Sunday, June 14, 2015

June 14th: Flag Day - A little History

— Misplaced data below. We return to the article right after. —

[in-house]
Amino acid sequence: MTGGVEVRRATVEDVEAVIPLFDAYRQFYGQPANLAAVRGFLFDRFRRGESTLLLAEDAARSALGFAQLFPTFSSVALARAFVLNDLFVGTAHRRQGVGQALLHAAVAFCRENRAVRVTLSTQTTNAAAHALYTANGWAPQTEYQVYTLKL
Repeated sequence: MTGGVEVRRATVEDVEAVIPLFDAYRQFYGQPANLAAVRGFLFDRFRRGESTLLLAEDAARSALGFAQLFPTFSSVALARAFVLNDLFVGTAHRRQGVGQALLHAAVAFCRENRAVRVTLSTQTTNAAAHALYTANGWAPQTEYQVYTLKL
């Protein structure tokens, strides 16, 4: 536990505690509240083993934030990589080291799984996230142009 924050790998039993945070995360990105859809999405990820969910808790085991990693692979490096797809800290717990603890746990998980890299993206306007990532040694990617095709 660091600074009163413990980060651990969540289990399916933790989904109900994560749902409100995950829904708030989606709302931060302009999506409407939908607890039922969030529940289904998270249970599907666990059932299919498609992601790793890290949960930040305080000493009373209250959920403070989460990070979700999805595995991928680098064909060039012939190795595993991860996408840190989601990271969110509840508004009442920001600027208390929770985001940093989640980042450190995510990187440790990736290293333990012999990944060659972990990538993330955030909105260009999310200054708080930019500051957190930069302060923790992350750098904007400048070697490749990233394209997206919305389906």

On June 14, 1777, the Continental Congress passed the First Flag Act:  "Resolved:  That the flag of the United States be made of thirteen stripes, alternate red and white; that the union be thirteen stars, white in a blue field, representing a new Constellation."  The exact design is frequently attributed to Congressman Francis Hopkinson of Philadelphia.  However, when he petitioned Congress for payment of his idea, he was turned down on the bases that others had contributed to the design.  Today the first official US flag is referred to as the Betsy Ross Flag (pictured).  However, the claim that she sewed the first flag has never been substantiated.  Since the Betsy Ross Flag, the official American flag has changed 26 times.  With the admission of Vermont and Kentucky, the second flag was approved in 1795. It not only added a star but a strip for each of the new states.  It is referred to as the Star Spangle Banner because it was the flag that inspired Francis Scott Key during the bombardment of Fort McHenry in 1814.  In 1818, with admission of 5 new states, the next change was made but it was decided that only stars would be added and the strips would stay at 13 for the original 13 colonies.  Between 1819 and 1877 the flag changed 17 times with the longest continuous time for one flag being 10 years.  During both the administration of Presidents Monroe and Polk it changed 5 times.  In 1890 it jumped from 38 stars to 44 and then changed 4 more times by 1912.  This flag stayed at 48 stars for the next 47 years.  Alaska added the 49th star in 1959 and Hawaii completed the present flag at 50 in 1960.  Today National Flag Day is celebrated on June 14th in commemoration of the First Flag Act.  We can thank BJ Cigrand, a schoolteacher from Fredonia, WI for being behind the holiday.  In 1885, Cigrand started promoting June 14 as “Flag Birthday or Flag Day”.  However, even though localities and some states picked up on honoring the day, it wasn’t until 1949 that President Truman signed an Act of Congress making it a National holiday.